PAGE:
# Homework Help: Estimating the force of a baseball swing

1. Sep 4, 2006

### danago

Hey. I did some calculations, and estimated that an average person hitting a ball with a baseball bat would apply approximately 600-800N to the ball. Does this sound approximately right, or am i way off?

2. Sep 4, 2006

### Clef

what was the given information? and that seems like a fair bit....

3. Sep 4, 2006

### danago

Thats the thing...we were given no information at all. We are supposed to calculate the force of the average persons baseball swing, but nobody can seem to be able to do it.

What we did was use a 1kg mass, resting on a surface, and hit it with a baseball bat. We then timed the time it took to reach the 1m mark, and then found an average velocity. Now, my partner did the trials while i wasnt there, and he said that he calculated the velocty to be around 6m/s. I though this sounded a bit high, but we used it for our calculations.

From that average velocity, i calculated the change in momentum, which would be 6kg m/s, since its a 1kg mass. Then divided by an estimated contact time of 0.01s, which gave us the force.

Im thinking that my mistake was underestimating the contact time. I really wouldnt have a clue. I know its less than 1 second, but thats about all i know about the contact time :s

But other than that, does the rest of it sound ok? If i changed my working, and used a contact time of 0.1s, or even 0.05, id get a force of 60-120N. Does that sound better?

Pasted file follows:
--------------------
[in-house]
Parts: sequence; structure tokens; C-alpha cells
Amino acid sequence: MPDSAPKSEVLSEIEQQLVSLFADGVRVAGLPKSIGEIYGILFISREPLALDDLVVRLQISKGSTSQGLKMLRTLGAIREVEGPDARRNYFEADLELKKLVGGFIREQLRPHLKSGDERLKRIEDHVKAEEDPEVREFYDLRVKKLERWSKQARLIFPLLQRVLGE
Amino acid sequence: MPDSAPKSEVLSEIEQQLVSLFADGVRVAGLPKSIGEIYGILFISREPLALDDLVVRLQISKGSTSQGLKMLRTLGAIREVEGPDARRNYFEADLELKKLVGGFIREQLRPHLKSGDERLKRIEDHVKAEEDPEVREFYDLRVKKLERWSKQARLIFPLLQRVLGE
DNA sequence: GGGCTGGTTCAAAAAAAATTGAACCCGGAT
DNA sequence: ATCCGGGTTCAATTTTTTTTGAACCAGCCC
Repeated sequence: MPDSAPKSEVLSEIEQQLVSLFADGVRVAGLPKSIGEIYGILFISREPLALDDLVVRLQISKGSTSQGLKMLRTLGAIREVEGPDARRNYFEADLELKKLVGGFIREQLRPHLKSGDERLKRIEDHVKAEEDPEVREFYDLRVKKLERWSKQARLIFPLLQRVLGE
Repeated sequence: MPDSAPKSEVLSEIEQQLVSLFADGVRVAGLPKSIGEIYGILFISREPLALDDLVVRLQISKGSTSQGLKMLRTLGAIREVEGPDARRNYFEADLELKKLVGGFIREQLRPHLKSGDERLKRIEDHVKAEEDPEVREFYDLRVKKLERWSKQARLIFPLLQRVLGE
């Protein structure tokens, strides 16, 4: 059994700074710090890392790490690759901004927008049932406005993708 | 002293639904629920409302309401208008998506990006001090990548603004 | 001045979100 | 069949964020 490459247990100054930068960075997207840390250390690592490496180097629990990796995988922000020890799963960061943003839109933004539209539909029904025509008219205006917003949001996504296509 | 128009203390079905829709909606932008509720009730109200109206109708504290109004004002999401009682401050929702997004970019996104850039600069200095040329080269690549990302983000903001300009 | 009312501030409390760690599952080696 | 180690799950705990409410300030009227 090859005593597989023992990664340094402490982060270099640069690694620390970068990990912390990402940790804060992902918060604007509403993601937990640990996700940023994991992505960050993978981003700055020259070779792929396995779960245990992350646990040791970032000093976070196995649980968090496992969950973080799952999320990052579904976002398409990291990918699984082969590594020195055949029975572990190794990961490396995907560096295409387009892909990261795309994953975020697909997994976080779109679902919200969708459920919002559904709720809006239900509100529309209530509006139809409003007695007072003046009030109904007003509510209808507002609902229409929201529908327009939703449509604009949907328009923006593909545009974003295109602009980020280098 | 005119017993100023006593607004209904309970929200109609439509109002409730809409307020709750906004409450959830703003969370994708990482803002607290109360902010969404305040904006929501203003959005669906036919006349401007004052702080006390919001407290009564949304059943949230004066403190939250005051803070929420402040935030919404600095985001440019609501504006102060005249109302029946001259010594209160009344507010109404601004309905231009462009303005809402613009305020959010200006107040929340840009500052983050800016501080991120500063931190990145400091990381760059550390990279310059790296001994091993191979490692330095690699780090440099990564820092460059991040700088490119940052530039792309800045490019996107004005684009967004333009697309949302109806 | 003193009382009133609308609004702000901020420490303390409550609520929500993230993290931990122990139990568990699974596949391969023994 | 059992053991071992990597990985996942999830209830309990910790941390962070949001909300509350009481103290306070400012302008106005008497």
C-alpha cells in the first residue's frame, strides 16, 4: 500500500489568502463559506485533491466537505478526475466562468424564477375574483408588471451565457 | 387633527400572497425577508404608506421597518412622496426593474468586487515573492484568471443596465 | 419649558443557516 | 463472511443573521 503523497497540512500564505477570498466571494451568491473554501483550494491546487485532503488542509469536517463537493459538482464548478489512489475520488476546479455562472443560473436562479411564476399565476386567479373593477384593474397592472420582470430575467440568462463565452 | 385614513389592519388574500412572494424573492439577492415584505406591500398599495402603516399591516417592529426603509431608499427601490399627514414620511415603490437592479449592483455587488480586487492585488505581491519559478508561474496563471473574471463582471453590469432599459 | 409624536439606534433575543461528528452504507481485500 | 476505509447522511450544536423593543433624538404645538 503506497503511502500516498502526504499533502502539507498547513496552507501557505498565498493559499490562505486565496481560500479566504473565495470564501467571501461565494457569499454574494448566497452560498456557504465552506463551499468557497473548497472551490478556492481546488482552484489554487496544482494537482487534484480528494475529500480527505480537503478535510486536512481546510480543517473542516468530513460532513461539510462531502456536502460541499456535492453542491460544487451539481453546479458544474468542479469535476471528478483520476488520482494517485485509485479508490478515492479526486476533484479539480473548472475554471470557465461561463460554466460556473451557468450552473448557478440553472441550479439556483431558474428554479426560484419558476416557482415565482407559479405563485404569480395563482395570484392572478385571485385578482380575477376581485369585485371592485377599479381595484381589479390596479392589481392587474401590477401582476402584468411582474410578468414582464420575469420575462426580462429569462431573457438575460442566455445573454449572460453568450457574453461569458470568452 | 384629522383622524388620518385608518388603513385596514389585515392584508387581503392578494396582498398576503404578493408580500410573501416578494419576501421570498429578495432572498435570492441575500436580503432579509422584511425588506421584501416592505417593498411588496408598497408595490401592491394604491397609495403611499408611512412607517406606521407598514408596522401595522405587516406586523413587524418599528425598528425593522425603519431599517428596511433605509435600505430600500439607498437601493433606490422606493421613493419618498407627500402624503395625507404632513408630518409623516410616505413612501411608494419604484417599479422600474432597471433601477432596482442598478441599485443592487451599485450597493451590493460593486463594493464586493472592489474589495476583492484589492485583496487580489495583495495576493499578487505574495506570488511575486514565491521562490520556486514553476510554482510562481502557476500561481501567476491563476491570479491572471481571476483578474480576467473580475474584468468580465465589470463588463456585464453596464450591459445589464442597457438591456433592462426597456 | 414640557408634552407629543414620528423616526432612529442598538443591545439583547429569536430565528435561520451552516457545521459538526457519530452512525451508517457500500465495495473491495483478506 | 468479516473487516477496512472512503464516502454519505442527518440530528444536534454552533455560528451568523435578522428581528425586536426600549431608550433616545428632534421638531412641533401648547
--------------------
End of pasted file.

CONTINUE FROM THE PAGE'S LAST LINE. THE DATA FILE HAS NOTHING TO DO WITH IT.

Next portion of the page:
Im not sure if im even close to producing valid results, but its an attempt i guess.

4. Sep 4, 2006

### big man

I would have thought that it was a fair estimate. However, I think that is a fair estimate for a moving ball. I'd say that the average pitcher (I'm not American and I don't play baseball so I could be wrong) would pitch at maybe 90 - 100 km/h. I think that when the ball is hit you are going to have the ball going in the opposite direction at a higher speed than the initial pitch I'd say. Maybe about 120 or more km/h. Momentum has to be conserved so you solve as follows:

mv1 + Fdt = mv2

This is also assuming that the ball is thrown perfectly flat.
You can solve for the force in the x-direction. This is obviously assuming that the ball is hit absolutely horizontally. If you have a vertical component (you hit the ball so that it makes an angle with the horizontal) you can estimate the force by considering the x and y components of velocity and force.

The total force will be given by:

Ftotal = sqrt (Fx^2 +Fy^2)

This is what I think, but I could be wrong. There are probably other people here who know more and can be more informative.

Remember to draw a diagram as well and convert all units to SI units.

5. Sep 4, 2006

### Farsight

Your numbers are a little low, danago!

http://www.kettering.edu/~drussell/bats-new/impulse.htm [Broken]

Last edited by a moderator: May 2, 2017